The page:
The Glass Canoe (1976) – David IRELAND

One of the best features of the Text Classics list is the reprinting of several Miles Franklin Award winners. Charged with awarding the best novel each year that describes “Australian Life in any of its phases”, there is a lot to be gained by reading past winners. They tell us about Australia at the time they were written, about what people thought “Australia” meant, and what style of literature was popular at the time.

In the small Southern Cross Hotel in Northmead, Western Sydney, a group of men come to drink. Though they all come from different background, they are connected by their common goal – to ride the glass canoe, and get drunk to forget their problems. Our narrator, Meat Man, guides us through their stories and their tales, offering his own take on this tribe of men, and the lengths they will go to in order to protect their way of life.

Gerald Murnane tried to give us a glimpse into a sub-culture of the Australian continent in his novel The Plains. David Ireland does the same thing in The Glass Canoe but, to my mind, far more successfully. Even without the Sibley, the PhD candidate, Meat Man’s observations of his fellow drinkers are an insight into this world, and act almost as a mini ethnography of a certain time and place. With that in mind, he has chosen the perfect structure for such an endeavour. Instead of trying to closely track this group of characters evolve over a period of time, Meat Man provides us with short stories – flash fiction, really – about the goings on of the hotel. They are in vaguely chronological order, so the repercussions of people’s actions are felt, though not fully explored. This is not a criticism – simply a statement of fact. There are longer chapters that deal with whole sagas, and there are others that are less than half a page. I like a lot of these shorter ones, many of which are not stories so much as random thoughts from Meat Man, about life, the universe and beer.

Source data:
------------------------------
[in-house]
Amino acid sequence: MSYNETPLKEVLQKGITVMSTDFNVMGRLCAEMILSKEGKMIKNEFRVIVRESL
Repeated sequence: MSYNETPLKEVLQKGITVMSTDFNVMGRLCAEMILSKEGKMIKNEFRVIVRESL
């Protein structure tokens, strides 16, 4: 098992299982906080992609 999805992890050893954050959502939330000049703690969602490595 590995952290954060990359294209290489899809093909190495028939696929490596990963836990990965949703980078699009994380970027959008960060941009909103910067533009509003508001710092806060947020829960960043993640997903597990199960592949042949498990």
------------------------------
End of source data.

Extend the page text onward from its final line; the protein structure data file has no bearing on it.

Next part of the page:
Intrinsically tied to these ideas of masculinity and Australian-ness is violence. Not in a bad way, necessarily, but in a “we’re men and we sort our shit out by hitting each other” kind of way. Almost every patron of the Southern Cross at some stage uses violence as a way of sorting out one’s issues with another person. Much of it seems half-arsed, a kind of necessary evil that must be performed because it is – in this tiny case – the culturally accepted way of doing this. Pride is often on the line, though never over anything vitally important. It is not until the final sequence of the novel – which I won’t spoil here – that this violence becomes a key player in these peoples’ way of life.

What a great character Meat Man is. In many ways the spokesman of his tribe, he seems to have a greater sense of self-awareness than many of the other frequenters of the Southern Cross. He can have a conversation with Sibley and understand what is happening, and not begrudge Sibley what he is doing – as long as no one else finds out. On the flip side, he can also have a conversation with Alky Jack, the designated old man/elder/philosopher of the group, who has seen fads come and go, and has a lot of pessimistic life advice to hand out, should it be necessary. More than any other character in the pub, he is the one who breaks down the stereotype of the drinker as an unintelligent, unthinking yobbo, concerned only with drinking cheap beer, getting off with some woman he doesn’t know and lazing around at work. There’s a beautiful moment when Meat Man asks his way-too-out-of-his-league girlfriend a rhetorical question about records, not really wanting an answer. When she tells him the simple answer, he is disappointed with the knowledge he receives, not because he feels dumb for asking, but because he enjoyed the magic of the mystery. Meat Man sees the beauty in the unknown, and seems content to remain – I don’t want to use the word “ignorant” – blissfully unaware of the inner mechanics of everything around him. He can appreciate the world around him without having to understand what it means.